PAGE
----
But again, historically, there’s been this kind of give and take between where both parties have been. I think we saw kind of a golden era of both Democrats and Republicans working together kind of in a window between 2004 to 2016-ish, when Democrats aligned their calendar for 2004 with the Republican process, in that they both allowed for earlier, in this case February, contest to take place rather than starting with the window at the beginning of March, as is the case now. But both, after the chaos of the calendar in 2008, kind of took a step back from that. [inaudible 00:15:47] common purpose starting the process a little later, that it wasn’t butting up against the beginning of the year. There was some kind of informal coordination between rules folks, if not coordination, then certainly conversations had that were taken back to the national parties, and may have and from the looks of it did affect the rules that came out of that. There was some coordination on saying, look, the process should begin in March for most states, and that was a steady state between, despite some rule breakers being in there in 2012, but for 2012, 2016, there was some alignment there, even 2020 for that matter. Since then, we’ve begun to see diverging paths between what the Democrats want to do and what the Republicans want to do in terms of the calendar.
Democrats obviously have pinpointed diversity issues with Iowa and New Hampshire and have wanted to address that. Republicans are less animated by those issues and have been fine with the process that early calendar lineup of Iowa, New Hampshire, South Carolina, then Nevada and their process have produced over the years. There has been some grumbling about maybe changing that up. There was just some implementation issues with Nevada back in both ’08 and 2012. So there was some chatter about replacing Nevada at that time, but nothing’s ever come of that.
But again, that speaks to just how decentralized this process is in general and how the national parties try to adapt to that decentralization to come up with rules that are as beneficial as possible for them for an upcoming cycle. But yeah, the Republicans have been in this position of basically since the 2016 cycle of carrying over their same set of rules, not just for the calendar, but for their entire delegate selection process from one cycle to the next.
Matt Grossmann: We talk about the misalignment between the two parties nationally, but you’ve also mentioned several instances in which the national parties are dependent on state parties and state governments. Talk a little bit about what we know from the history there. How often is there a unified cross party effort at a state level to move earlier against the national parties versus the state parties split with their national parties versus some of these other circumstances? Is this new that we’re dependent on a couple of officials in the other party to reform the process, or does that go back a long way?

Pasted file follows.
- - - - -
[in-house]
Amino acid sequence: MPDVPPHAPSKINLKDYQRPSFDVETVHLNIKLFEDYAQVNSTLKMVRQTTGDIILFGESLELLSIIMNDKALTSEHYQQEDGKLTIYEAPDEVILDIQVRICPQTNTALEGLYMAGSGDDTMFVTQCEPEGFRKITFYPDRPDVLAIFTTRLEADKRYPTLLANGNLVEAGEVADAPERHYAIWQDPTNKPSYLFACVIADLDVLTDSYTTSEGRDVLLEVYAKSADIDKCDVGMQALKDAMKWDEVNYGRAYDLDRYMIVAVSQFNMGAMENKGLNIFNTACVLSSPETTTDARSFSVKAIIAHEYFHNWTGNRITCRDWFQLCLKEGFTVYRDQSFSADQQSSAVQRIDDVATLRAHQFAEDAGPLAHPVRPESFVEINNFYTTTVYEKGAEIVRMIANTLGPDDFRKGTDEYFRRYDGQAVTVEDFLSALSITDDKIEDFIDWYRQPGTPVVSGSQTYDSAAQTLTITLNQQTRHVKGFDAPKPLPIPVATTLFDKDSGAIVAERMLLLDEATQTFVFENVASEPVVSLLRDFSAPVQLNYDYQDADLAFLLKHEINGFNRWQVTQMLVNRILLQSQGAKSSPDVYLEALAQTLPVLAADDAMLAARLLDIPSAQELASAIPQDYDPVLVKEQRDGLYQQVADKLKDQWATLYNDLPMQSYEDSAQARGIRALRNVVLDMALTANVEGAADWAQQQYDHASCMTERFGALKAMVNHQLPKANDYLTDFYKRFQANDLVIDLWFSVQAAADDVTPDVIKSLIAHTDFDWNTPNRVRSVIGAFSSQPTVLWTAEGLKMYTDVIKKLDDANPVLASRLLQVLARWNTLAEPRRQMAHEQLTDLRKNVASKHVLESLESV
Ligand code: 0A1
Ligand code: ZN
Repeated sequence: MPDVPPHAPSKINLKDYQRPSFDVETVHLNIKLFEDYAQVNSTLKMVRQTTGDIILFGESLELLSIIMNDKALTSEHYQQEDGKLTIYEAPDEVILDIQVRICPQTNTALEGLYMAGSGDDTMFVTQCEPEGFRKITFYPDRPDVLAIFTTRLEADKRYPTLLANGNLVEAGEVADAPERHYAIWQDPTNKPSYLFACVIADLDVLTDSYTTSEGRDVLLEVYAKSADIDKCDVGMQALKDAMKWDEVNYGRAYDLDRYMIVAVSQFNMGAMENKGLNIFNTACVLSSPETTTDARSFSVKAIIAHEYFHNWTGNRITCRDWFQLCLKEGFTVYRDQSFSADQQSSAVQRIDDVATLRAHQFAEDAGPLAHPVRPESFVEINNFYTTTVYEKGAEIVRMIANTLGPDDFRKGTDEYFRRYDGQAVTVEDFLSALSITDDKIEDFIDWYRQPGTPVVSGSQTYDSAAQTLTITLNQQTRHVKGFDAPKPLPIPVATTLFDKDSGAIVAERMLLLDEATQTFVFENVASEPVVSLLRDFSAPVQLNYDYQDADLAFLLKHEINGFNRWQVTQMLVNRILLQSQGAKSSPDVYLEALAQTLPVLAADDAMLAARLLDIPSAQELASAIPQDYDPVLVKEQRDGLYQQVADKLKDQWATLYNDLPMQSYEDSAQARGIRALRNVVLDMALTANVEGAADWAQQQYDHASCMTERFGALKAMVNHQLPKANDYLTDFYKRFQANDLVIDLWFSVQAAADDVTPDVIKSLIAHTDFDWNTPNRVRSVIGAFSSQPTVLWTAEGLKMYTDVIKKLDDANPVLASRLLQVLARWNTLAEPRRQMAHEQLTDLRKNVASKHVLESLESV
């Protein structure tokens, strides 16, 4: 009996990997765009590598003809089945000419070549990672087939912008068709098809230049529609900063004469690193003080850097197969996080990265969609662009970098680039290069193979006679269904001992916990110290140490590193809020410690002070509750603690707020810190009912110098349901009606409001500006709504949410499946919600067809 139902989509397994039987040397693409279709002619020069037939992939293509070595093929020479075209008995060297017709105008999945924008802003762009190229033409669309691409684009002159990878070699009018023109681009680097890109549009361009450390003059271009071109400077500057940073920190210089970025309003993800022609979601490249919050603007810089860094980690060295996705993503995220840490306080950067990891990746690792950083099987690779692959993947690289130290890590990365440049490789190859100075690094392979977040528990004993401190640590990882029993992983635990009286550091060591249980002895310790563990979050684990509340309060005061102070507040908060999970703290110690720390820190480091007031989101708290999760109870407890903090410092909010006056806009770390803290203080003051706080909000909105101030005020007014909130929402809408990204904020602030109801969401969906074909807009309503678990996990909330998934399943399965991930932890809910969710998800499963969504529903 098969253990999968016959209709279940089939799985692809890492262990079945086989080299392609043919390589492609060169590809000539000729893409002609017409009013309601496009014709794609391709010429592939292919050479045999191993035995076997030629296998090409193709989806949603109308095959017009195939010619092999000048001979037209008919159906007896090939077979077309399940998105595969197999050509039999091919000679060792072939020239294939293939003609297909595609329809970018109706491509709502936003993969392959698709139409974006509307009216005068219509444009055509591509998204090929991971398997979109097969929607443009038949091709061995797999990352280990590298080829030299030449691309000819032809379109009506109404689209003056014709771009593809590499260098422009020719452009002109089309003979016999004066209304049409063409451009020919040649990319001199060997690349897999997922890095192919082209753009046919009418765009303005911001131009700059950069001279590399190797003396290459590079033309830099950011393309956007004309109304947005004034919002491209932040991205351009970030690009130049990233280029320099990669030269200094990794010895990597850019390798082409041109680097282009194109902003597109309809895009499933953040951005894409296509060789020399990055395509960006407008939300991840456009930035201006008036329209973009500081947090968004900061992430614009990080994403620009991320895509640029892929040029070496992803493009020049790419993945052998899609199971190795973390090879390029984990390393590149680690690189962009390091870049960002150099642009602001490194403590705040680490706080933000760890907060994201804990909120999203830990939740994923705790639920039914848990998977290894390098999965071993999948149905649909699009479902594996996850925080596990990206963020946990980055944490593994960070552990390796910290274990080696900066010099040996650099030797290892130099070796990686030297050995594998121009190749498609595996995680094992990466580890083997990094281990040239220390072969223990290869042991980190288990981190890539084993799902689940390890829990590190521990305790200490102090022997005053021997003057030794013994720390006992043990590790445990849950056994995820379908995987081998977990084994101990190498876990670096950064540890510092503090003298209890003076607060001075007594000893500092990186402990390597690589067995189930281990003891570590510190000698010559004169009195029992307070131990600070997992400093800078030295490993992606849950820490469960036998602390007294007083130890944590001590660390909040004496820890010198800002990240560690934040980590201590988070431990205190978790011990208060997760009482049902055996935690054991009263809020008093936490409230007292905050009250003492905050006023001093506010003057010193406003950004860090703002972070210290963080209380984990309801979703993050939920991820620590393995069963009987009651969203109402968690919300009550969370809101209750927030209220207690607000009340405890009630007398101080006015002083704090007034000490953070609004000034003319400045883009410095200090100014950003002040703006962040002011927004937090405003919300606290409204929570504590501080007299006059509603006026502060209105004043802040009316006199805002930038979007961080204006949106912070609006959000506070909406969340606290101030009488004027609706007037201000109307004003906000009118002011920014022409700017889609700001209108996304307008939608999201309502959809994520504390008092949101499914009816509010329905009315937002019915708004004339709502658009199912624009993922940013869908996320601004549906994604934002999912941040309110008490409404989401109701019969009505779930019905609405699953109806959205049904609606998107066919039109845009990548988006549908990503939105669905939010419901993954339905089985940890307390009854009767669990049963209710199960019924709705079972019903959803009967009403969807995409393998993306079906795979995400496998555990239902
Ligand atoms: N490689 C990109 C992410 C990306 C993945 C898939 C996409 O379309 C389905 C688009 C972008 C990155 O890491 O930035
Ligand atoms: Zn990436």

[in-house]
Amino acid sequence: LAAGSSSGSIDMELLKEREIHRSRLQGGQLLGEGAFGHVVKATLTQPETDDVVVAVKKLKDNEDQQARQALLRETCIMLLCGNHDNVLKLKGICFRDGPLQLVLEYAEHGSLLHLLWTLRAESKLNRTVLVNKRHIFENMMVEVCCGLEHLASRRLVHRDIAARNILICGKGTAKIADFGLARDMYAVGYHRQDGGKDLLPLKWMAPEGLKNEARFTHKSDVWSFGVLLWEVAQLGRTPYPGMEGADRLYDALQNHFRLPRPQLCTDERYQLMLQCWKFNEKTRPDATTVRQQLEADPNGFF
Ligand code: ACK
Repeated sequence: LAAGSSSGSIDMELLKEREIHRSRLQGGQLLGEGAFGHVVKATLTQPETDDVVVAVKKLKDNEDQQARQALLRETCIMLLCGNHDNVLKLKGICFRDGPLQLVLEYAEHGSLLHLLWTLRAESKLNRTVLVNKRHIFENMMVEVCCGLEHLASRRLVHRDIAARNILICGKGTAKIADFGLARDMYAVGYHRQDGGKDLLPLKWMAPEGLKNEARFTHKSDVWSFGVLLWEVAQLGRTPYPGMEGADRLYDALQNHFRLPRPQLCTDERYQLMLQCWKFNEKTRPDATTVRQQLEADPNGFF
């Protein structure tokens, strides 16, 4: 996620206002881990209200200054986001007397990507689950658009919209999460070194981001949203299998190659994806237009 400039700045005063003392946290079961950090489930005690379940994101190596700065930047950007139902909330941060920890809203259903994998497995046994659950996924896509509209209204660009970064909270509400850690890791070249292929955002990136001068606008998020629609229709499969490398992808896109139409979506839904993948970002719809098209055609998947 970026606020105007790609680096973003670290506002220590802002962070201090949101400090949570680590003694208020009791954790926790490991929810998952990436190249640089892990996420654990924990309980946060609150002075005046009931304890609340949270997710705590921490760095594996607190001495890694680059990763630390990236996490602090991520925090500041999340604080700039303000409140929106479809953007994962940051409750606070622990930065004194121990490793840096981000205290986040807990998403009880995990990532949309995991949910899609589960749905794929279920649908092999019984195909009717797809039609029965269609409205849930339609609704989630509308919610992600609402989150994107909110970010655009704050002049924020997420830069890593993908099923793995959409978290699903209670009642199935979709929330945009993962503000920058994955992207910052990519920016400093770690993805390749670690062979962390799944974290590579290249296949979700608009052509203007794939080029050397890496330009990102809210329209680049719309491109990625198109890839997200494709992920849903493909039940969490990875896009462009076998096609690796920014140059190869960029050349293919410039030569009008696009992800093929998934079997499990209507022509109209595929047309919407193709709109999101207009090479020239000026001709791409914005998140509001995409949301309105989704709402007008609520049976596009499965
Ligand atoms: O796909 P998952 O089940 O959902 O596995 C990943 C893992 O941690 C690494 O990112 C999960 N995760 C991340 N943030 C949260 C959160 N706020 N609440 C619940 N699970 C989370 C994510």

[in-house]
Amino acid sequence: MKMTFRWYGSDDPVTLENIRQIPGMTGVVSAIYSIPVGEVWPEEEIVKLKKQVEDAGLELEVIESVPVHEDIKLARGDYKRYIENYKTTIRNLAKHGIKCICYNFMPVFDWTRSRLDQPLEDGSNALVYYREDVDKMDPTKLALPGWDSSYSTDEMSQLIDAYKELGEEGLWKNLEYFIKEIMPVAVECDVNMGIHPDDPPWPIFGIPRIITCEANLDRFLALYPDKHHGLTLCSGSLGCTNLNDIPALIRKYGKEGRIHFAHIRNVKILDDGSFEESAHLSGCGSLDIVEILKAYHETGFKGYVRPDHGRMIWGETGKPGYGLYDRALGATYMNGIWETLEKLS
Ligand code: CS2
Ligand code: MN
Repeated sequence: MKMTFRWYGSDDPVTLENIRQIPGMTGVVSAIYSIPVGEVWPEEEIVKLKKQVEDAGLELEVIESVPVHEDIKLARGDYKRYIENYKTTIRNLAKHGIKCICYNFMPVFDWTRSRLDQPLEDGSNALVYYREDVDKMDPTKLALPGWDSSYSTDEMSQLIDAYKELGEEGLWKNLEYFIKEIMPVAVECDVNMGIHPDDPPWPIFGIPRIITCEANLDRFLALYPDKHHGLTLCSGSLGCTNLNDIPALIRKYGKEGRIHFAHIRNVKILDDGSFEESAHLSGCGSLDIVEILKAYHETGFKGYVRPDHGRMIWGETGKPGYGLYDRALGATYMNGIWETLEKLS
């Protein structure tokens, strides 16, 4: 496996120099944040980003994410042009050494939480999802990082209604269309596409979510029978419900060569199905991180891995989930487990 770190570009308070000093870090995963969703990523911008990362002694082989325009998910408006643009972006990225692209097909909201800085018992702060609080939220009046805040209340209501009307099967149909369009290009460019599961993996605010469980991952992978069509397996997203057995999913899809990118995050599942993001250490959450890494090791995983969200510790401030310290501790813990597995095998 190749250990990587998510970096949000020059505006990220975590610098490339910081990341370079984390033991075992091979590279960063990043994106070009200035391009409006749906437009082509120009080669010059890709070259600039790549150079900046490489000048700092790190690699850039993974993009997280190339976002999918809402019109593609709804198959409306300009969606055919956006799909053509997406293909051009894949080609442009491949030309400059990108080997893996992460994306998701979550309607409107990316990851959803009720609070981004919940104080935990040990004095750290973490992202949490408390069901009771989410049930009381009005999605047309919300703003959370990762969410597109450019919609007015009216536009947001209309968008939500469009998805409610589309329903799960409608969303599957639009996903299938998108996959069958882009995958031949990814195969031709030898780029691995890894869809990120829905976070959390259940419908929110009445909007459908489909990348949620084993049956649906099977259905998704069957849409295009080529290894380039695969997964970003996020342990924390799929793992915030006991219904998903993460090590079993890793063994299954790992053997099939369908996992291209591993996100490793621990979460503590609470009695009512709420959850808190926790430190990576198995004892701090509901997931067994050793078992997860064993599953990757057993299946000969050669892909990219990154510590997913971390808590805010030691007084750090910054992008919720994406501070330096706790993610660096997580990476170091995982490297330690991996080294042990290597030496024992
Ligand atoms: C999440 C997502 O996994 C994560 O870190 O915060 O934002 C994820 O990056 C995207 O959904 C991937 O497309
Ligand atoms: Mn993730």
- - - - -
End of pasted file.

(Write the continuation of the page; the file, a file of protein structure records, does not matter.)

Josh Putnam: Again, it speaks to the decentralized nature of this whole process. National parties just have only so much control over this. We hear about the potential for New Hampshire to cause problems on the Democratic side this time around because they’re wanting to hue to that traditional first position that they’ve had. But we hear about these instances because they’re really rare. Right? It’s not often that we see states break the rules. Arguably, Florida made the decision that they did in 2007 to move their 2008 primary into January, because from their vantage point and from a lot of other state capitals, the vantage point was that a lot of states are moving to Super Tuesday. If we follow suit, then we’re just going to get lost in the shuffle. If we want to make a difference, then we don’t need to go first. We need to fit into a slot that’s toward the beginning of the process but before this onslaught of contests. That rationale carried over not only from 2008 when Florida and Michigan did it, but also 2012 when, again, Florida, Michigan, and that time, Arizona decided to jump into earlier territory against the National Party rules. But yeah, we should say that the vast, vast majority of states are complying with the rules, and that’s in terms of both parties, and partisans on the state governmental level are making decisions that are consistent with those rules.
Now, have we seen cross partisan efforts, as you noted, to move up to earlier positions? Yeah. In both cases, though, the Florida legislature was controlled by Republicans in 2007. Democrats participated and supported that move. I don’t think all of them did, but a number of them did. And that hurt them later on in their discussions with the rules and bylaws committee on the Democratic side in their effort to avoid penalties. They complained that they weren’t able to make any changes now that the primary had moved and were resistant to do so. But again, they had taken part in that decision in the first place.